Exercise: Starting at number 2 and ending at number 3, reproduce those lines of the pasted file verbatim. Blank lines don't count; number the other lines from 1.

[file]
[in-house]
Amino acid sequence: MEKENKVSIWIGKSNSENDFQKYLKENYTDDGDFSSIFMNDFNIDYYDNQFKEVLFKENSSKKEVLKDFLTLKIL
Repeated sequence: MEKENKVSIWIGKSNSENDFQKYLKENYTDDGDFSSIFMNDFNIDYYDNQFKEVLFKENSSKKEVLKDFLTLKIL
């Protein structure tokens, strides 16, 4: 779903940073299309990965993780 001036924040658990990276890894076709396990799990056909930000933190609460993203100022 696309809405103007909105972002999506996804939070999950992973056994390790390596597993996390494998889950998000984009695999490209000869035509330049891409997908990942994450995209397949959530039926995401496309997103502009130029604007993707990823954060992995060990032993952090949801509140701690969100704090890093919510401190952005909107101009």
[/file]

Amino acid sequence: MEKENKVSIWIGKSNSENDFQKYLKENYTDDGDFSSIFMNDFNIDYYDNQFKEVLFKENSSKKEVLKDFLTLKIL
Repeated sequence: MEKENKVSIWIGKSNSENDFQKYLKENYTDDGDFSSIFMNDFNIDYYDNQFKEVLFKENSSKKEVLKDFLTLKIL